Plaintiffs allege a number of events subsequent to the 2001 “supplemental programmatic” EIS (SPEIS) qualify as “substantial changes” and that new, significant information requires Defendants to supplement the SPEIS. See Doc. 14. Specifically, “[s]ince approval of the 2001 SPEIS, border security appropriations, personnel, fencing and infrastructure, and surveillance technology have dramatically increased” [and these actions have resulted] in direct, indirect, and cumulative environmental impacts along the U.S.-Mexico border that were unaddressed or inadequately addressed in those prior programmatic NEPA documents.” Id. at 45.

         Further, Plaintiffs allege that “greatly improved scientific understanding of the conservation needs of borderland wildlife species, [and] new information regarding threatened and endangered species in the borderlands, including new and improved information regarding the presence and extent of those species and the designation of final or revised critical habitat within 50 miles of the U.S.-Mexico border under the Endangered Species Act for 27 of these species, ” have not been sufficiently considered by Defendants. See Id. at pg. 46.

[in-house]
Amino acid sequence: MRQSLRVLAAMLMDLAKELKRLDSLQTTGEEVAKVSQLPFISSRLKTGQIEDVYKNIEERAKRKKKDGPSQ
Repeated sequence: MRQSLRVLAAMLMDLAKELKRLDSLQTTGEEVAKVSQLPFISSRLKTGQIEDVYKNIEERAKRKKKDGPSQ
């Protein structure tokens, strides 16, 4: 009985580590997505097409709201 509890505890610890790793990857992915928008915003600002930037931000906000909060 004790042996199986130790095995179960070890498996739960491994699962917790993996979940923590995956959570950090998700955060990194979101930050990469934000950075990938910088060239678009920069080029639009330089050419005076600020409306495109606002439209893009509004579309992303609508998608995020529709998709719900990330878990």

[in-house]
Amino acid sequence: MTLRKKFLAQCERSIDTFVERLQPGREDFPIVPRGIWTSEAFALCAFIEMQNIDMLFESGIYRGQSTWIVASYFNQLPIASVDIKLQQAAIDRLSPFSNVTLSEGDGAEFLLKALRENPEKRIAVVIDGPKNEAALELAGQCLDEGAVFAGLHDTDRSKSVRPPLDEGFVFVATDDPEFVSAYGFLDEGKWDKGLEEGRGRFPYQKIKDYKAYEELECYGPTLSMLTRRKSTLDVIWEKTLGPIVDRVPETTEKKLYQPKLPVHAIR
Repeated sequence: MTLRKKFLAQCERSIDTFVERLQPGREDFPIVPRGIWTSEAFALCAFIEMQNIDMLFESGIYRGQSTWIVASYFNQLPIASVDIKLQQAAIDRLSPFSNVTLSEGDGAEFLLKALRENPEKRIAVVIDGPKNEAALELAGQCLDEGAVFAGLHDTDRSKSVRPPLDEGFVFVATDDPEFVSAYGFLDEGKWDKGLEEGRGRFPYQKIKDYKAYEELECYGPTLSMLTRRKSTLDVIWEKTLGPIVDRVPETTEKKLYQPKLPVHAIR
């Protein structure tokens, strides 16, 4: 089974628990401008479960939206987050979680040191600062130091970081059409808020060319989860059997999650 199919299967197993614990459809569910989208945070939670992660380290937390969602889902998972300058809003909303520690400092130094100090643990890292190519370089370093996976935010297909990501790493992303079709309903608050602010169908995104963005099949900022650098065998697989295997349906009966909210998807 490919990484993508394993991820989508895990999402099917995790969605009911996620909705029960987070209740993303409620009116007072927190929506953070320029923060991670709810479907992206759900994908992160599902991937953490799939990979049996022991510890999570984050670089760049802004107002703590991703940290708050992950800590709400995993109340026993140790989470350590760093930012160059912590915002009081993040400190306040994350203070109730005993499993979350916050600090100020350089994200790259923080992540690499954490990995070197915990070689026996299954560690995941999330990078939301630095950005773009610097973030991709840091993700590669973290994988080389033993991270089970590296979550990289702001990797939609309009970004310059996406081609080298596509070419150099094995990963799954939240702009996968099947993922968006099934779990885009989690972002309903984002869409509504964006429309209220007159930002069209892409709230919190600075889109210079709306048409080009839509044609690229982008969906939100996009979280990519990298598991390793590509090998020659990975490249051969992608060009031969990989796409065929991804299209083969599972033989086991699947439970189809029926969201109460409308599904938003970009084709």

Defendants claim that Plaintiffs failed to allege what agency action will still occur based on the 2001 SPEIS and that the “southern border enforcement program” does not exist. See Doc 22 at pg. 2. Despite Defendants' claims, Plaintiffs' allegations are sufficient to allow the case to proceed to discovery to determine the relevant scope of the agency's activities with regards to the environmental information presented in the Complaint. See Concerned About Trident v. Rumsfeld, 555 F.2d 817, 825 (D.C. Cir. 1976) (describing the relevant inquiry into the alleged need for an environmental impact study as fact-based, rather than guided by “program ‘labels'”); see also, OSU Student All. v. Ray, 699 F.3d 1053, 1078 (9th Cir. 2012) (explaining that plaintiffs are entitled to discovery if they allege a “plausible” claim).

         Taking the Complaint as true, [2] Defendants have plausibly taken a number of discrete, discretionary actions to enforce border security that have substantially changed the agency's proposed action in the 2001 SPEIS, and that both significant new circumstances and information relevant to the environmental impacts of agency's actions have emerged. See Doc. 14 at pgs. 29-41; see also, Churchill Cty. v. Norton, 276 F.3d 1060, 1072 (9th Cir. 2001) (“‘Significance' is a function of the context and the ‘intensity' of the action.”) (citing 40 C.F.R. § 1508.27).

         Defendants have not yet shown that they conducted a ‘hard look' to determine whether they had a duty to supplement the 2001 SPEIS, or that the agency no longer uses the 2001 SPEIS to justify actions. See Nevada v. Dep't of Energy, 457 F.3d 78, 93 (D.C. Cir. 2006) (recognizing ...